Later that same day, Keith Schuller had contacted his wife’s parents — along with several others — to report his wife was missing. Those he’d called arrived at the couple’s home and helped conduct searches in and around the surrounding area.
The following afternoon — approx. 24 hours after Keith Schuller said he first realized something was wrong — he called the sheriff’s office to report Lynn missing. Dozens of volunteers helped conduct a more extensive search, while detectives got a search warrant and seized several items from the Schuller home. State investigators were also called in to help.
Keith Schuller was asked to assist in the investigation — particularly to help search the nearby woods for his wife’s body — but he refused to do so and was arrested for refusing to assist an officer. Schuller said he’d refused because he’d already checked out the woods himself. The charge was later dismissed for lack of evidence.
Infrared aerial photos were taken of the home’s surrounding areas to determine if the ground had recently been dug up, but they produced no positive results.
Lynn’s parents offered a $1,000 reward for information leading to Lynn’s body or her whereabouts, but no one came forward. Everyone seemed to hold the same option — that Keith Schuller had killed his wife, chopped up her body, and then fed the pieces to Pogo and the snakes.
Multiple Divorce Papers Filed
Keith Schuller continued with efforts to obtain a divorce — this time on the grounds that his wife had deserted him. When Lynn’s parents hired an attorney to represent their daughter, Schuller dropped the case. He would file again and again — a total of seven times in Linn County District Court — but each time when it became apparent he’d have to testify about circumstances surrounding his wife’s disappearance, he would drop the case.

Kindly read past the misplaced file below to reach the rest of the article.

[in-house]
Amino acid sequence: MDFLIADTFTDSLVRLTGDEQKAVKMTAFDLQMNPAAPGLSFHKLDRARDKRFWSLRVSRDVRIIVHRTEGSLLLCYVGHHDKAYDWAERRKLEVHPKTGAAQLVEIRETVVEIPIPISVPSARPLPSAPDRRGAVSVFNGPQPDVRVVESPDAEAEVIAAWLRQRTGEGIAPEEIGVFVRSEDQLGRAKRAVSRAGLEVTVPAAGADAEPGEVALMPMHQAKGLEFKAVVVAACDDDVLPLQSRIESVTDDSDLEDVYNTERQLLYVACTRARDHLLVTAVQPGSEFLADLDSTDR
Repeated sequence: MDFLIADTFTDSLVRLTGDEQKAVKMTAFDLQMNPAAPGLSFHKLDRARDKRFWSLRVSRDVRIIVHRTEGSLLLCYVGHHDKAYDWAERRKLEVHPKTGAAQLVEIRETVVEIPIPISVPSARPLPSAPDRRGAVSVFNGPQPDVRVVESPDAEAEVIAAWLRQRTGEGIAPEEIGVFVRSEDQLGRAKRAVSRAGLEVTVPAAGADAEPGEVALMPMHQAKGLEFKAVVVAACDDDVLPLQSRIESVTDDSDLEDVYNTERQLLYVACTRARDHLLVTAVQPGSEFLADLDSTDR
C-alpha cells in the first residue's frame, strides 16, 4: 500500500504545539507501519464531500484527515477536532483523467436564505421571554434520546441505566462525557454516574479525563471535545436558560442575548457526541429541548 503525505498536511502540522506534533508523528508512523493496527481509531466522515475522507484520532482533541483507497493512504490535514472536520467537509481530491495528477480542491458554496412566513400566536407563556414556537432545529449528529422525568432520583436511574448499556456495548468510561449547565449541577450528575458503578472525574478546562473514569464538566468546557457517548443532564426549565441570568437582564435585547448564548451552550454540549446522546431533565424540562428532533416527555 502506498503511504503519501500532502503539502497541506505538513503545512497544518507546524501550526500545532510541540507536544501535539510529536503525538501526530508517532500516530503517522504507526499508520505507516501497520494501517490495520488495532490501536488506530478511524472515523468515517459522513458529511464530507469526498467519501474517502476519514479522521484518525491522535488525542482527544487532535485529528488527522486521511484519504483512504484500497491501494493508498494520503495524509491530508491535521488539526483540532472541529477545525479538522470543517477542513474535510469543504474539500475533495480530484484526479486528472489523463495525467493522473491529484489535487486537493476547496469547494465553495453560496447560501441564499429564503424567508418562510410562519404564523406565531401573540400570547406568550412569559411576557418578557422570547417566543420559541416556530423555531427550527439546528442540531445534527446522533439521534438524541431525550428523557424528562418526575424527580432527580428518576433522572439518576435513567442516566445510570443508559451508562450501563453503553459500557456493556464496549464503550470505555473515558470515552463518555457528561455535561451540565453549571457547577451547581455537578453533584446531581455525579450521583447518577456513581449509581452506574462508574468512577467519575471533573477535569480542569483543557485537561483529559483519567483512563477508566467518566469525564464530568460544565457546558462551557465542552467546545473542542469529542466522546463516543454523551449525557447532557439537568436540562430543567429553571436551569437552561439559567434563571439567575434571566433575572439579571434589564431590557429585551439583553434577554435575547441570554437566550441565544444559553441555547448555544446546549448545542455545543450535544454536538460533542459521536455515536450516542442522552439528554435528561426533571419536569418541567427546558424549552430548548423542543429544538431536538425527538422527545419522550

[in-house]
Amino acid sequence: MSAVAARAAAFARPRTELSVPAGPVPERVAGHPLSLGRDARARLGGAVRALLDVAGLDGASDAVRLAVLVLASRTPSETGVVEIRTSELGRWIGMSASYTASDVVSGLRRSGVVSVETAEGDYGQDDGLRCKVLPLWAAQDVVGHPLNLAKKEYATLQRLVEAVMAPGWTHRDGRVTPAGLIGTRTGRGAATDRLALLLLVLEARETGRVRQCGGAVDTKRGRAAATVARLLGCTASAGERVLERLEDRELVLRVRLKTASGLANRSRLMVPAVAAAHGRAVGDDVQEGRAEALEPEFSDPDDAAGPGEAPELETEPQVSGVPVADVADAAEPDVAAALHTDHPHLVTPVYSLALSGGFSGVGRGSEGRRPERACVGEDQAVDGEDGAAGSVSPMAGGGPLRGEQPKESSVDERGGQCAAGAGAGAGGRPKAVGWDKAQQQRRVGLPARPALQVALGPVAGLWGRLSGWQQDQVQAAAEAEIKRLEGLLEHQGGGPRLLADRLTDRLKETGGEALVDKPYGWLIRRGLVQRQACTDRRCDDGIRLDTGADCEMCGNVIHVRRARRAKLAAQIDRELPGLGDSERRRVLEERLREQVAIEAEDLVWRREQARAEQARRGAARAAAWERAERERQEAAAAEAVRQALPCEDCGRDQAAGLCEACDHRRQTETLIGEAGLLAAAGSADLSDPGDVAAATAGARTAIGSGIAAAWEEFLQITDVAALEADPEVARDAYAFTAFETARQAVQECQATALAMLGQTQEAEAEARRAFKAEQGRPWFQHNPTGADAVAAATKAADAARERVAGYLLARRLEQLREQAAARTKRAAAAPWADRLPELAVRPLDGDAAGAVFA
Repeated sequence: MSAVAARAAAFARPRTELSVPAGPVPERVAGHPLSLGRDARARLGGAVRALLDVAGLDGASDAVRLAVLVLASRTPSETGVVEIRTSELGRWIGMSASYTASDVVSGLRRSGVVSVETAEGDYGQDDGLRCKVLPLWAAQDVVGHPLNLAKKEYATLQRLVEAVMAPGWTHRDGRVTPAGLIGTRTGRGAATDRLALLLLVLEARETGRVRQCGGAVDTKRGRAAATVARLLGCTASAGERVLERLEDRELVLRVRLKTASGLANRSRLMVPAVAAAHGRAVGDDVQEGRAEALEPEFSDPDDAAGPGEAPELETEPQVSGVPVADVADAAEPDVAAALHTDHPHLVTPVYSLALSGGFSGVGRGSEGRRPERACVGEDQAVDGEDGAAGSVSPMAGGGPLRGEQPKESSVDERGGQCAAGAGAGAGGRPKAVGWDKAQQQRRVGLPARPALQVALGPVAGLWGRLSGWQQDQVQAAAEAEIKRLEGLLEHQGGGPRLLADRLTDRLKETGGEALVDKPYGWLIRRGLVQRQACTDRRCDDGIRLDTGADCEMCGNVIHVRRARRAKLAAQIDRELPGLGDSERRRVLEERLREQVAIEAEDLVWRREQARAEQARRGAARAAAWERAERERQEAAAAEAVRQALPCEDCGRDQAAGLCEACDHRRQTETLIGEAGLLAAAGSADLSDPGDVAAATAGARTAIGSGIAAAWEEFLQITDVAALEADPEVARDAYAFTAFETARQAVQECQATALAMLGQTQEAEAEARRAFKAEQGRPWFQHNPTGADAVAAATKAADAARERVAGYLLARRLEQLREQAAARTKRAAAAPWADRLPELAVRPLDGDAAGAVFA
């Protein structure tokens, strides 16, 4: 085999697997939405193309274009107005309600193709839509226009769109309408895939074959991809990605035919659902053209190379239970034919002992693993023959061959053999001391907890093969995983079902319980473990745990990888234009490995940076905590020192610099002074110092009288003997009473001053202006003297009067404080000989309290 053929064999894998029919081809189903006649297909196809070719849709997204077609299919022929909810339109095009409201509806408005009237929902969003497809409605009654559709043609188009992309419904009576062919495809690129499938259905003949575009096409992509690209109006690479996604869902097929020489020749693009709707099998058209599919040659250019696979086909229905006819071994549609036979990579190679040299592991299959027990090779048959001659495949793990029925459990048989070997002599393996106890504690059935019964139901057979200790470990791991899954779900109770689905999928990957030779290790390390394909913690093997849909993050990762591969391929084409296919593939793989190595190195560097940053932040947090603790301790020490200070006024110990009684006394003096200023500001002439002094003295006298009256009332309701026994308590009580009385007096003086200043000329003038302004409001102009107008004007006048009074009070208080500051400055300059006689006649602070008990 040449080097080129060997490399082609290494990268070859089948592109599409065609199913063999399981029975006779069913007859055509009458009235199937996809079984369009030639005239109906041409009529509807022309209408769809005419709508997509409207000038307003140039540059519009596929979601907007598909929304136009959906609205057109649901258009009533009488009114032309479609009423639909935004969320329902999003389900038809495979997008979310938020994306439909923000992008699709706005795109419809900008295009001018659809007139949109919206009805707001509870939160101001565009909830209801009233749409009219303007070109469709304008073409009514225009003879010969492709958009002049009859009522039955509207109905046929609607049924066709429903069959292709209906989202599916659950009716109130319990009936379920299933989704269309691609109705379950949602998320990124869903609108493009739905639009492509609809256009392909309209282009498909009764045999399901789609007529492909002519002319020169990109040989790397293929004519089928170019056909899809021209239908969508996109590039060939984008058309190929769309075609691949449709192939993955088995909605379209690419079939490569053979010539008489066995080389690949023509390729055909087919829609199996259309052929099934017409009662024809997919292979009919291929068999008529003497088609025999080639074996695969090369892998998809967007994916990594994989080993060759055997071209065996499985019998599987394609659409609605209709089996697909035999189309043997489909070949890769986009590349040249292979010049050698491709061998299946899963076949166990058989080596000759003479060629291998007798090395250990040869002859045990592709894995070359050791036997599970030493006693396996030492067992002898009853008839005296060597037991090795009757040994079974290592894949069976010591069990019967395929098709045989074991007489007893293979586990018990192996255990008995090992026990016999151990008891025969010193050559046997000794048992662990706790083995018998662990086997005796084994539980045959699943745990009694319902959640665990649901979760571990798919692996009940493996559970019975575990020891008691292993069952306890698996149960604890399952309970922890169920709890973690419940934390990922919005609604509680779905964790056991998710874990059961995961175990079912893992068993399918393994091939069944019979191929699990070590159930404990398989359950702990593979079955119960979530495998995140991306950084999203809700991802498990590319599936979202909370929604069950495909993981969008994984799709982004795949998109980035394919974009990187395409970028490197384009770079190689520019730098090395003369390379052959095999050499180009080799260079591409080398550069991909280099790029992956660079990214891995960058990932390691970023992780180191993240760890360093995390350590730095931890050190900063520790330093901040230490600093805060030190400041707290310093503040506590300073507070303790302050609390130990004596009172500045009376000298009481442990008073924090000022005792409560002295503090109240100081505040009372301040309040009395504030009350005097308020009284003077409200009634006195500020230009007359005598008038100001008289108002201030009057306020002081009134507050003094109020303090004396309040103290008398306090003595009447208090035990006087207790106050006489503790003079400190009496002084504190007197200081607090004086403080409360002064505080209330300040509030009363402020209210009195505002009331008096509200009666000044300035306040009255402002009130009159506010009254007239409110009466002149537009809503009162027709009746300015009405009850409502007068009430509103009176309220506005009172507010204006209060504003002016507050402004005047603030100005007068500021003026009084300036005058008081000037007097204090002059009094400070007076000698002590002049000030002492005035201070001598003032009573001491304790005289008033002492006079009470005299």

Without his in-laws’ knowledge, Keith Schuller finally went to Dubuque County District Court to file the papers, the divorce was granted in July 1976. Less than two years later on March 20, 1978, a Dubuque District Court judge granted Schuller’s request to have Lynn Schuller declared legally dead; the decree listed their son as the sole heir of Lynn’s life insurance benefits, with Keith the conservator.
Keith would later marry a woman he’d met in Cedar Rapids before his wife’s unexplained disappearance, but that relationship also ended in a divorce.
Schuller left Iowa — taking the 6-foot-long alligator with him — and moved to Fruitland, Idaho, where he taught sixth grade children for more than 10 years. A 1992 article in the Gazette stated that “Pogo” had become a favorite of Schuller’s students, and that Schuller also had recently been featured on a local television news program.
Anyone with information about Lynn Schuller’s unsolved disappearance/murder is asked to contact the Cedar Rapids Police Department at (319) 286-5375.
- “Cold Cases: Technology, tips help clear old homicides, but time takes toll on investigations,” Cedar Rapids Gazette, Sept. 21, 2003
- “Unsolved murder cases: DNA technology did not exist 20 years ago,” Cedar Rapids Gazette, Jan. 31, 2002
- Cedar Rapids Police Department
- “Murdered, Missing, Unsolved: Police suspect 3 killed but lack bodies,” Cedar Rapids Gazette, March 19, 1992
- “Missing persons pose different kind of puzzle,” Cedar Rapids Gazette, Sept. 18, 1983